idea they have to start from the 1st people who lived there / silence was also an attempt to go

back to the origins of canada / table glass technique light from below the glass + creates

figures with sand

(d) Frederick Back McLaren collaborator, dutch origin / largest number of shirts + won 2

Oscars / history, environment, culture / duality native environment + non-transformed

environment →

• Crack (1981) attempt to link past and present / through story of a chair, he goes through

different steps of history of canada / chair becomes an animate object, links past to present /

each frame is a =/= drawing quaking effect

• The Man who Planted the Tree ecological concern / drawn from one of Jean Glorio’s short

stories / this man wants to recreate nature where others have destroyed it / quaking effect


1960s decade of protest, progressive anti-conformism / 1968 peak: hippies + women liberation

movements / Vietnam war (US) traumatic experience, considered a dystopia events (=/= from

am dream)

1970s changes in eu + us + ca (ita referendum on abortions + divorce) / consideration of

woman as an individual with rights and desires / acceptance of =/= ways of thinking and of =/=

cultures →

60s - 70s post-modern board movement was born, a non-specific term

victorian lit ( ) modernism (1920) post-modernism

narrator omniscent 1st person, subjective individual conscience is

shattered, multiple povs,

not a consistent/unitarian


time [*] chrono kairos

way of narration punctuation, reader stream of consciousness writing shattered, often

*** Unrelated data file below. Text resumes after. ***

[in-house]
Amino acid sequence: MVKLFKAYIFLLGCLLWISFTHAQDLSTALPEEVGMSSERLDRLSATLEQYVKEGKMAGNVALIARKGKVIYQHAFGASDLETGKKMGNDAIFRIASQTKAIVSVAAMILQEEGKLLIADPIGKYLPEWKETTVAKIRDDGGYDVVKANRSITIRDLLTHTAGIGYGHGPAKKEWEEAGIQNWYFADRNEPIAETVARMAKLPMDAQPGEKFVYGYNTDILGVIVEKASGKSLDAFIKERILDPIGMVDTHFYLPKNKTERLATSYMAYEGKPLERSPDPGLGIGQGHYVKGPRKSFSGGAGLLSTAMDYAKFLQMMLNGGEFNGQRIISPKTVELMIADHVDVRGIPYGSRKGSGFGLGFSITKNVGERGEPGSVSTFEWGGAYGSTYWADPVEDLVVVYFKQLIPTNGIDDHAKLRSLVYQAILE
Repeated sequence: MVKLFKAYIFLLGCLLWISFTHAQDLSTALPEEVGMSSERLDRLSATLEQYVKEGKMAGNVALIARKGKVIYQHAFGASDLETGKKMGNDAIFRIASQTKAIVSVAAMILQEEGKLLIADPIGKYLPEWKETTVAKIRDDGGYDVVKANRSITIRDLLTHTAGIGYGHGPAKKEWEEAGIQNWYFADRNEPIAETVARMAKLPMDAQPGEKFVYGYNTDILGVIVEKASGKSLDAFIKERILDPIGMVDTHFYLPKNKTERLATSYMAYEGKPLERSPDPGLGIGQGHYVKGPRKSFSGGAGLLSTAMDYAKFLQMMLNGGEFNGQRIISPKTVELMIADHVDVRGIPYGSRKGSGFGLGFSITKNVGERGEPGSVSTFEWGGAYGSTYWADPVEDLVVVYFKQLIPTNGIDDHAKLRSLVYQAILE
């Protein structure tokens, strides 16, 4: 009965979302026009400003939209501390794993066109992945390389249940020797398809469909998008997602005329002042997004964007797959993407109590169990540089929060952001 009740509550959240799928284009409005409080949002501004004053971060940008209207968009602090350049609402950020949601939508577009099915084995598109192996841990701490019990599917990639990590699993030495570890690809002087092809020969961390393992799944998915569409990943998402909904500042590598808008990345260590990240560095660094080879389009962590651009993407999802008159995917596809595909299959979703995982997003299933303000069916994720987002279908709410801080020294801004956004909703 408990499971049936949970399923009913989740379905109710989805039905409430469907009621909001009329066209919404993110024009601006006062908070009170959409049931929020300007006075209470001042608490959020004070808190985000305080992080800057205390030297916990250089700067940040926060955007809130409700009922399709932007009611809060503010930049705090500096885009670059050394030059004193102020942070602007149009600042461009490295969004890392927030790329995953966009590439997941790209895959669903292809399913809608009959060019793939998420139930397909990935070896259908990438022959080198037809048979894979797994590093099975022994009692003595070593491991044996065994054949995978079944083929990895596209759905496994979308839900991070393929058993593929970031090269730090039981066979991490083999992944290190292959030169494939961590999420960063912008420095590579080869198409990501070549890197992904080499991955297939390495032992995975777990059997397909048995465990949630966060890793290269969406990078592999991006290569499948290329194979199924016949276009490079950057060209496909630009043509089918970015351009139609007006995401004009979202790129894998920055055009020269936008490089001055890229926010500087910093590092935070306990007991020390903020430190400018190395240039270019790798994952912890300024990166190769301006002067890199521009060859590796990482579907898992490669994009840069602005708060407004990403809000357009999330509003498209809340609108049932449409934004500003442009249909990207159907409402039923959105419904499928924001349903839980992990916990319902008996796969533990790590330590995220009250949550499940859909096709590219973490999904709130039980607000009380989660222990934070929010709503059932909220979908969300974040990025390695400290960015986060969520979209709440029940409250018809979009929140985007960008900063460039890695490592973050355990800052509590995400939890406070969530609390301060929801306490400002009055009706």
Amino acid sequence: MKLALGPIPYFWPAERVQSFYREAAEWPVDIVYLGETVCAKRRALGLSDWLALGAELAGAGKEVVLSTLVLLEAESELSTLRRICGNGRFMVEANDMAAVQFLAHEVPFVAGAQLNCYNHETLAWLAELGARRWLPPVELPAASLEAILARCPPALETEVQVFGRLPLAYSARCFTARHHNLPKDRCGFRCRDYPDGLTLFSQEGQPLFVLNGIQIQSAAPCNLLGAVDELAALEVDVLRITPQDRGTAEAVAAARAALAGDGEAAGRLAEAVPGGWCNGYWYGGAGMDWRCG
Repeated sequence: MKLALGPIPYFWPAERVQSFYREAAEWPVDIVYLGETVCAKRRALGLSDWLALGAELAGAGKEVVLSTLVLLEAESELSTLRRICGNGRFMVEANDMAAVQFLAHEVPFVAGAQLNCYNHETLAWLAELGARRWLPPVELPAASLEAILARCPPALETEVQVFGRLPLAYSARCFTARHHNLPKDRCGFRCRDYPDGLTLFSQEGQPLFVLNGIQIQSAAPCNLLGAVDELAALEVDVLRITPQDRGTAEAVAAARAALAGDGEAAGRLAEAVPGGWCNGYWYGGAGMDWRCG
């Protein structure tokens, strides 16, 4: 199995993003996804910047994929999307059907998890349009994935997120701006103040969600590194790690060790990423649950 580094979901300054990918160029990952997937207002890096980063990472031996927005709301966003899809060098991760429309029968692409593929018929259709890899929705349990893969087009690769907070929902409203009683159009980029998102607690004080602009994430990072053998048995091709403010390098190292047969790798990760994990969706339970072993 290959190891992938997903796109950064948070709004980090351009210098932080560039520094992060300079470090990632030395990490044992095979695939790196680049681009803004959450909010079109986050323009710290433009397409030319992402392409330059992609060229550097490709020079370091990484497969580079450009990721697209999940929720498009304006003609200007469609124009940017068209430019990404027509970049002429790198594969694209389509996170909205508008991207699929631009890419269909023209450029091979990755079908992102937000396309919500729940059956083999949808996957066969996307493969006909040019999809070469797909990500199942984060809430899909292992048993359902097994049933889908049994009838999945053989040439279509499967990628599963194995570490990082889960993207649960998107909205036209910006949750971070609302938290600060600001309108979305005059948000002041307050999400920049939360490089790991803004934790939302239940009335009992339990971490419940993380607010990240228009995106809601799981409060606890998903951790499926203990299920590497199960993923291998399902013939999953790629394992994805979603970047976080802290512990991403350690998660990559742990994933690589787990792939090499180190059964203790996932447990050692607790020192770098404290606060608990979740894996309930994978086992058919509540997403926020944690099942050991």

guided open-ending, =/=

narrative styles

politormic narrative

characters round features presented by inconsistent, 2

characters themselves, contrasting features in

subjective self-narration the same character, split

in 2, contradictory


innovation destruction of point of reference / wide use of irony (say 1 thing, mean the opposite

) + parody (post modernism artists tried to rewrite someone else’s

[hutchion wrote an essay on this]

writing by turning it into a parody) / open-ending / 3 main properties

→ →

1. metatextuality reflection of the text itself makes reference to the novel being written /

writer breaks mutual agreement that what was being written was true

2. intertextuality relationship established between 2 texts (reference to other books with

quotations, etc)

3. intratextuality internal reference, within the same work / makes reference to what has been

written before →

Thomas Pynchon, The crying of lot 49 most famous us post-modernist, protagonist with

• unpredictable behaviors →

critical trend: Deconstructionism based on Heidegger philosophy (pessimist/almost nihilist) /

• →

Derrida brings his theories in the critical universe / based on close + deep reading to spot out

the contrasting/contradictoriness, the hidden meaning the writer didn’t explicitly pass through. At

Yale many were influenced (1966), particularly Hartman, Miller, De Man, Bloom (most famous,

but didn’t want to be recognized as one of them) they thoughts through close reading you

could destroy the text to find the inner meaning


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8 mesi fa

Corso di laurea: Corso di laurea in lingue e letterature straniere
Università: Bologna - Unibo
A.A.: 2016-2017

I contenuti di questa pagina costituiscono rielaborazioni personali del Publisher ironlux di informazioni apprese con la frequenza delle lezioni di Letteratura canadese e studio autonomo di eventuali libri di riferimento in preparazione dell'esame finale o della tesi. Non devono intendersi come materiale ufficiale dell'università Bologna - Unibo o del prof Gardellini Giuliana.